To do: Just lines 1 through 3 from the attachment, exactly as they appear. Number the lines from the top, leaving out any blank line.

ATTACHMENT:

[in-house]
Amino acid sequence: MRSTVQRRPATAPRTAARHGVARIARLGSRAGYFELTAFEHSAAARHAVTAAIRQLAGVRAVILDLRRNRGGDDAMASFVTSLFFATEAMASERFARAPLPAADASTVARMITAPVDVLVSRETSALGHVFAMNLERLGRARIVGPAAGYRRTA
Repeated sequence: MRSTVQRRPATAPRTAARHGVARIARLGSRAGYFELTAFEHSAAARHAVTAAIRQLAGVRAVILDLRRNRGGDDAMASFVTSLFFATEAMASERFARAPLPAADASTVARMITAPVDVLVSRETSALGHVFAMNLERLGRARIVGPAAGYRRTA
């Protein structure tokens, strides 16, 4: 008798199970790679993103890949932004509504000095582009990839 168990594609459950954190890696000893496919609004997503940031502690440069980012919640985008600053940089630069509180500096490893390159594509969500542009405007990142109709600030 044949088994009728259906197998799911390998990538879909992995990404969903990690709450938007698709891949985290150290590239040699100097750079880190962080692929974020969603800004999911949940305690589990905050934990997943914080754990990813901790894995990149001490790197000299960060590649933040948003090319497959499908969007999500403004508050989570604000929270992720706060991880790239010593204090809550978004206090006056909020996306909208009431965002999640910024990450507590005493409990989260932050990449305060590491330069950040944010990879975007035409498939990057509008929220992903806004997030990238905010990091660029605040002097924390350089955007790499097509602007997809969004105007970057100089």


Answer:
[in-house]
Amino acid sequence: MRSTVQRRPATAPRTAARHGVARIARLGSRAGYFELTAFEHSAAARHAVTAAIRQLAGVRAVILDLRRNRGGDDAMASFVTSLFFATEAMASERFARAPLPAADASTVARMITAPVDVLVSRETSALGHVFAMNLERLGRARIVGPAAGYRRTA
Repeated sequence: MRSTVQRRPATAPRTAARHGVARIARLGSRAGYFELTAFEHSAAARHAVTAAIRQLAGVRAVILDLRRNRGGDDAMASFVTSLFFATEAMASERFARAPLPAADASTVARMITAPVDVLVSRETSALGHVFAMNLERLGRARIVGPAAGYRRTA